Outside, I can set to work and see immediate results – huge results.

It’s time to Spring Clean inside.  All this “stuff” has to go…somewhere. And, that “all” includes the “stuff” filling the garage.  It’s time to set things in order here, inside where we live.

We have too much stuff and too little room for it.  Hard decisions need to be made.  I need to prune inside, like I prune outside.  I need to mow inside with the grass catcher on and dump everything collected out by the road.  I need to take the pressure washer and wash everything loose and out of place out the door and down the driveway.  I need to take the leaf blower and send it all out into the yard where I can rake through it and discard most of it.

I remember Spring Cleaning time as a child.  Mom would clean from ceiling to floor, from wall to window to doorway.  Nothing escaped her touch or her cloth.  Nothing.

I hated Spring House Cleaning.  Still do.

The thought of doing so overwhelms me as I look around.  But, as I’ve learned with yard work, you step up and step in and start clipping.  Standing around with hands on hips wondering where to start doesn’t get it done.

And, neither does sitting here writing about it. 😉

How Did He Do It?

My admiration for Dad has grown since his death.

To help Mom, I took over the yard work.

Oh my…he was more man in his later years than I can ever hope to be.

How did he do all he did?

I remember, as a child, he would go into work early in the morning and return home about 3 in the afternoon.  Then he would begin yard work – cutting grass, clipping hedges, raking leaves, repairing, painting, working the garden, working on the car, helping a neighbor….

Mom would call him to supper and he would wash off enough to be presentable at the table and, after he ate, if there was enough daylight, he would return to work more outside.

When darkness halted his outside activities, he would head inside, shower and help Mom with any housework she had not yet completed – or help us with homework – before settling down, relaxing, and watching a little TV before bedtime.

He was like the Eveready Energizer Bunny, going long after the others had worn out. (Years ago he helped us move. After working hours loading the U-Haul truck, Hubby asked, “Dad, do you need to rest?” “No, I’m fine,” was his reply.  Hubby said, “Well, I need to.”)

It was only a few years ago that he slowed down and allowed someone to help him with yard work.  His health further declined after a heart attack last year and he was no longer able to do the work he once did.

But, he continued to do what he could to keep his yard looking nice, neat and cared for – even if that was nothing more than picking up sticks.

So far this Spring I’ve cut the grass three times. My current project is the hedges that encircle the yard and the preparation of the garden.

I’m not sure what energized Dad and enabled him to do all he did.  At the end of a day of physical labor, I shake my head and think, “How did he do it?!?

I think I need new batteries.

Innocent Beginning

It began innocently enough.

  • the need for a quick, early lunch before heading out for more yard work
  • a last minute idea to add an orange to my meal of egg and salad
  • the choice of one knife over another
  • and, the decision to cut the orange up in my hand instead of on a plate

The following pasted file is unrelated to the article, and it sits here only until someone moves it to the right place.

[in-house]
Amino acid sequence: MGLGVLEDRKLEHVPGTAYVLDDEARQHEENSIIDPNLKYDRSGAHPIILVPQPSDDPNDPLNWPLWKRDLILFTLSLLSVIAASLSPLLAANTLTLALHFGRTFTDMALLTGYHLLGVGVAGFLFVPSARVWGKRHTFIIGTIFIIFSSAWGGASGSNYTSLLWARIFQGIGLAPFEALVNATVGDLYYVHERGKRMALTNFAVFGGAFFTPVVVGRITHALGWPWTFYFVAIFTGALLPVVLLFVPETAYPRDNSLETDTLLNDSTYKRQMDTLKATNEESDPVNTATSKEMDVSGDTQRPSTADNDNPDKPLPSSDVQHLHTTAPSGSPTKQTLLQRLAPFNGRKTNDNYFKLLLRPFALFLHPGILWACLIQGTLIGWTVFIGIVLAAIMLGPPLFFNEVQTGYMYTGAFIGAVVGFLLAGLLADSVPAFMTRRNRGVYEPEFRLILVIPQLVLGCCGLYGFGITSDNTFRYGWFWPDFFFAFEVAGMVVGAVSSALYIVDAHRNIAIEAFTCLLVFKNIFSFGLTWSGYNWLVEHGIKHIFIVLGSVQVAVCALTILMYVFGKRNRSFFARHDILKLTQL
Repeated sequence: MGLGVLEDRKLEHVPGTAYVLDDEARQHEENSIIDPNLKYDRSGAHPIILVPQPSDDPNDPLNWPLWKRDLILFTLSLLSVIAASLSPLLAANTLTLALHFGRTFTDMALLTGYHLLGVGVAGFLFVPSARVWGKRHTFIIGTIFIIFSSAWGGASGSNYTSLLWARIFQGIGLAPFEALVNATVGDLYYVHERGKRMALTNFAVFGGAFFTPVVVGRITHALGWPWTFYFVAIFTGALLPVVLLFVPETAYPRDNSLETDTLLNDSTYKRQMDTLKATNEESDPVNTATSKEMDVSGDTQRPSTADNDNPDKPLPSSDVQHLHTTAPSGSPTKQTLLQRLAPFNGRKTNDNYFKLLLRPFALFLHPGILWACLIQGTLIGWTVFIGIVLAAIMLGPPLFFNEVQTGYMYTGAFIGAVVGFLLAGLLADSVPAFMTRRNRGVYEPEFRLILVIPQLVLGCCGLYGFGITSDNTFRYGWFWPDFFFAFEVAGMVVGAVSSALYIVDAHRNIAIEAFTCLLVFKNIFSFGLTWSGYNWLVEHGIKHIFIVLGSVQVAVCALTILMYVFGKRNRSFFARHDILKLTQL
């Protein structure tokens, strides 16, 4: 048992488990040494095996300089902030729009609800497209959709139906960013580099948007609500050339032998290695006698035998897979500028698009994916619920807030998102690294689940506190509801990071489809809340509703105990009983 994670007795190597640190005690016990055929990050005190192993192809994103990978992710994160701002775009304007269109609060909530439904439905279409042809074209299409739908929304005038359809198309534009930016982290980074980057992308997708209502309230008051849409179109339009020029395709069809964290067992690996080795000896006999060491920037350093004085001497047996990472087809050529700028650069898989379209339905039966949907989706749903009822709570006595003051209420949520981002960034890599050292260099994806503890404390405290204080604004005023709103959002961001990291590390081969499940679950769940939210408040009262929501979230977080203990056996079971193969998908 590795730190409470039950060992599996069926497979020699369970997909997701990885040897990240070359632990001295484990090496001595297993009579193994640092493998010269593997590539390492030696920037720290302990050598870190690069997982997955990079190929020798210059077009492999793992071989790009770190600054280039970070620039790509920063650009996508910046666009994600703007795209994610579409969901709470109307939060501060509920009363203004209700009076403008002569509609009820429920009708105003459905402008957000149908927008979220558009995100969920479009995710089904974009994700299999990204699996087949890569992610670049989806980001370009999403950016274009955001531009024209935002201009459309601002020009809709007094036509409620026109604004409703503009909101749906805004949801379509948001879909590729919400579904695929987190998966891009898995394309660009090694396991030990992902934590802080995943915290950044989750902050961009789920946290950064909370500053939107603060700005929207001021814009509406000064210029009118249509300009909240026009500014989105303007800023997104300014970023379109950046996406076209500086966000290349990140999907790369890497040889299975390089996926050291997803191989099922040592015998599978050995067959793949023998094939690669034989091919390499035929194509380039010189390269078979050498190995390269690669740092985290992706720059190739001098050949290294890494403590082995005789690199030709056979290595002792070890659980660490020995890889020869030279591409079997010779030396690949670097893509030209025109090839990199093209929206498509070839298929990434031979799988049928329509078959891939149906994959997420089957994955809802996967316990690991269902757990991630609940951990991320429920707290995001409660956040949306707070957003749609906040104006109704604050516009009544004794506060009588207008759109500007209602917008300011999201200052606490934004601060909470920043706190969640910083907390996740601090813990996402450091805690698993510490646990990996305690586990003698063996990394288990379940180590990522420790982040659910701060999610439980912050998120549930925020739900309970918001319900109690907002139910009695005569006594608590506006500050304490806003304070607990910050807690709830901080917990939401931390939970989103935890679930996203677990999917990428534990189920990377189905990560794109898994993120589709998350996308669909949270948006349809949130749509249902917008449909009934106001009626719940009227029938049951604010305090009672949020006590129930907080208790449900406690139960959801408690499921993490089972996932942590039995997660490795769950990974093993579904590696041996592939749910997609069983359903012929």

My, “Ouch” put Hubby on alert and my dash past him and my next words words, “I may need your help!”, moved him to action. We arrived at the bathroom sink at about the same time.

Bright red blood was steaming from a cut on my left middle finger as I held it under a steam of cold water.

“What did you do?” Hubby asked.

“Um…I cut myself.”

“With what?” Hubby inquired.

“Um…a knife….”

“How did you cut yourself with a knife?” Hubby ventured again.

“How do you think??”

With the bleeding in check, I moved into the hallway where I grabbed a clean washcloth and the bottle of alcohol.  The washcloth was wrapped around my oozing finger and I foraged through my (always handy) First Aid Kit and selected waterproof bandages, tape and Neosporine.

Hubby went into action as I gave orders – douse finger with alcohol, open the Neosporine, help me with this bandage….

He’s had a lot of experience, bless him.  He knows when I utter that quiet “Ouch” to listen for footsteps.

Knives and I have a history and it’s not a pretty one.  We have a rule in our house – I am not allowed to TOUCH sharp knives.

I know my knives and I know which are sharp and which aren’t so sharp. And, I know how much damage each can inflict – the scars on my hands/fingers are proof positive.  This knife slipped in under the radar.  I thought it was one I was familiar with.

I was wrong.

This knife will receive a mark because it marked me.  A spot of blue nail polish will warn me that this knife is not one I can use.

As I type this, my left middle finger clicks and thumps against the keys, striking amiss and wreaking havoc with my spelling.  And, as it works, it throbs in time with my heart.

Poor finger.  Two waterproof bandages wrap it tightly and over them a huge bandage covers the tip of my finger and extends to my second joint.  And, around that I have adhesive tape wrapped to keep the huge bandage in place.

Why? Because as soon as I finish typing this I’m heading back outside for more yard work.  Belly is satisfied.  Before me stretches a long afternoon and the promise of success.

My finger may complain while I dig in the dirt, or cut the grass, or trim bushes – and that’s okay.  I’m glad it’s still capable of complaining. And I encourage it to complain loudly and often as a reminder to me to take care of even those things that look or begin innocently enough.